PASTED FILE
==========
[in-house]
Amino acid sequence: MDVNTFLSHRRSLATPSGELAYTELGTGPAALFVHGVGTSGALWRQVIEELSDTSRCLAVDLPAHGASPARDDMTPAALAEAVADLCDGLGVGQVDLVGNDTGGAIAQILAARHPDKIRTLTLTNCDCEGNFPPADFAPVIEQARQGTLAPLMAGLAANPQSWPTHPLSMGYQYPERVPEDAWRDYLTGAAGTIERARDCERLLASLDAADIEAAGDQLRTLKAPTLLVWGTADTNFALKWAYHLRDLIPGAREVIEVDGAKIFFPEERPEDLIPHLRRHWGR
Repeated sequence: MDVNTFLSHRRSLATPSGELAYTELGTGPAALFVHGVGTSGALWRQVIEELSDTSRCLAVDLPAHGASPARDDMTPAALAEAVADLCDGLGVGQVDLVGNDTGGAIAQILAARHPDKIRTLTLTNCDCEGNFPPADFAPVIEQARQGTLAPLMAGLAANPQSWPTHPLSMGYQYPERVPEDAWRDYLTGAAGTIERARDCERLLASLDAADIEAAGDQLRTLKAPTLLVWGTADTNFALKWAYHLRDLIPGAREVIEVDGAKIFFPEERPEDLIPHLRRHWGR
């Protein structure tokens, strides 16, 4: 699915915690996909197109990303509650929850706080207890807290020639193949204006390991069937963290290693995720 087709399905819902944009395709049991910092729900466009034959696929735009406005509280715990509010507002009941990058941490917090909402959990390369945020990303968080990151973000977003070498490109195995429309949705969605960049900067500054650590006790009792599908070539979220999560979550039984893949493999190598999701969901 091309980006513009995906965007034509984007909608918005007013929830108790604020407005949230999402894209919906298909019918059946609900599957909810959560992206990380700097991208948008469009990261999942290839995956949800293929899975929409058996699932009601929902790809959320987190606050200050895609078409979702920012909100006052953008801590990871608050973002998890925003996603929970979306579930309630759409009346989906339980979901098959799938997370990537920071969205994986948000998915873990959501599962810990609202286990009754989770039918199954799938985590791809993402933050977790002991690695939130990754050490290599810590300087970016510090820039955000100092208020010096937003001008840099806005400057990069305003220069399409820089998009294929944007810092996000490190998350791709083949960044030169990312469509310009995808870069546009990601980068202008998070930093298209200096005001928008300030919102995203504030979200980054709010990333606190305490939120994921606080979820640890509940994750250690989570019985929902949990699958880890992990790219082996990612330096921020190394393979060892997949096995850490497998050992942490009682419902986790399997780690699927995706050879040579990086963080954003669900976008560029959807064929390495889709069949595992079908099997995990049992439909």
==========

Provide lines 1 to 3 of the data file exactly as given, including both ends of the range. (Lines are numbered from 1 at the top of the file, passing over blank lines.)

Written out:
[in-house]
Amino acid sequence: MDVNTFLSHRRSLATPSGELAYTELGTGPAALFVHGVGTSGALWRQVIEELSDTSRCLAVDLPAHGASPARDDMTPAALAEAVADLCDGLGVGQVDLVGNDTGGAIAQILAARHPDKIRTLTLTNCDCEGNFPPADFAPVIEQARQGTLAPLMAGLAANPQSWPTHPLSMGYQYPERVPEDAWRDYLTGAAGTIERARDCERLLASLDAADIEAAGDQLRTLKAPTLLVWGTADTNFALKWAYHLRDLIPGAREVIEVDGAKIFFPEERPEDLIPHLRRHWGR
Repeated sequence: MDVNTFLSHRRSLATPSGELAYTELGTGPAALFVHGVGTSGALWRQVIEELSDTSRCLAVDLPAHGASPARDDMTPAALAEAVADLCDGLGVGQVDLVGNDTGGAIAQILAARHPDKIRTLTLTNCDCEGNFPPADFAPVIEQARQGTLAPLMAGLAANPQSWPTHPLSMGYQYPERVPEDAWRDYLTGAAGTIERARDCERLLASLDAADIEAAGDQLRTLKAPTLLVWGTADTNFALKWAYHLRDLIPGAREVIEVDGAKIFFPEERPEDLIPHLRRHWGR